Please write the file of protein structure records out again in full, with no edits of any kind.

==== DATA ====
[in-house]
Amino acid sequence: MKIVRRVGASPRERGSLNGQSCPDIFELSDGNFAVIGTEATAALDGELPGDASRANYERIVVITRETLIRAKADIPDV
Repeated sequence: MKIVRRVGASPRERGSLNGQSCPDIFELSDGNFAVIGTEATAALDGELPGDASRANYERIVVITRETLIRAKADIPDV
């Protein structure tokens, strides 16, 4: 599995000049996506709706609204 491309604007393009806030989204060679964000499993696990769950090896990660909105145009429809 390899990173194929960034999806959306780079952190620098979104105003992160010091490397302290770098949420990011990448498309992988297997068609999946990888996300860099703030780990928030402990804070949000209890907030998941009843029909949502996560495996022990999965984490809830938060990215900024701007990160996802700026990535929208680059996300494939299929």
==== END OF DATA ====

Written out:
[in-house]
Amino acid sequence: MKIVRRVGASPRERGSLNGQSCPDIFELSDGNFAVIGTEATAALDGELPGDASRANYERIVVITRETLIRAKADIPDV
Repeated sequence: MKIVRRVGASPRERGSLNGQSCPDIFELSDGNFAVIGTEATAALDGELPGDASRANYERIVVITRETLIRAKADIPDV
């Protein structure tokens, strides 16, 4: 599995000049996506709706609204 491309604007393009806030989204060679964000499993696990769950090896990660909105145009429809 390899990173194929960034999806959306780079952190620098979104105003992160010091490397302290770098949420990011990448498309992988297997068609999946990888996300860099703030780990928030402990804070949000209890907030998941009843029909949502996560495996022990999965984490809830938060990215900024701007990160996802700026990535929208680059996300494939299929």